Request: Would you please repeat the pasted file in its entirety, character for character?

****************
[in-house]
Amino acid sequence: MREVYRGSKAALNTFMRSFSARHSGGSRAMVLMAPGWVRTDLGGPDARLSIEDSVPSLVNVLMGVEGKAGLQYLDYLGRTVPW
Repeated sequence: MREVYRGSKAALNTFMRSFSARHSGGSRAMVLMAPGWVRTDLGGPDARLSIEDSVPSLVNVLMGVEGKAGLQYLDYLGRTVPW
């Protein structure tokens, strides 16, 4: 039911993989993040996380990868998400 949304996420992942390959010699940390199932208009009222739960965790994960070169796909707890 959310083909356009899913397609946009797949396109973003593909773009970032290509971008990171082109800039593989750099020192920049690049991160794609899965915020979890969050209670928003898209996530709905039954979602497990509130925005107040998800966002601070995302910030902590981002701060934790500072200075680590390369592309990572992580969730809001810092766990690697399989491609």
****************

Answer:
[in-house]
Amino acid sequence: MREVYRGSKAALNTFMRSFSARHSGGSRAMVLMAPGWVRTDLGGPDARLSIEDSVPSLVNVLMGVEGKAGLQYLDYLGRTVPW
Repeated sequence: MREVYRGSKAALNTFMRSFSARHSGGSRAMVLMAPGWVRTDLGGPDARLSIEDSVPSLVNVLMGVEGKAGLQYLDYLGRTVPW
């Protein structure tokens, strides 16, 4: 039911993989993040996380990868998400 949304996420992942390959010699940390199932208009009222739960965790994960070169796909707890 959310083909356009899913397609946009797949396109973003593909773009970032290509971008990171082109800039593989750099020192920049690049991160794609899965915020979890969050209670928003898209996530709905039954979602497990509130925005107040998800966002601070995302910030902590981002701060934790500072200075680590390369592309990572992580969730809001810092766990690697399989491609």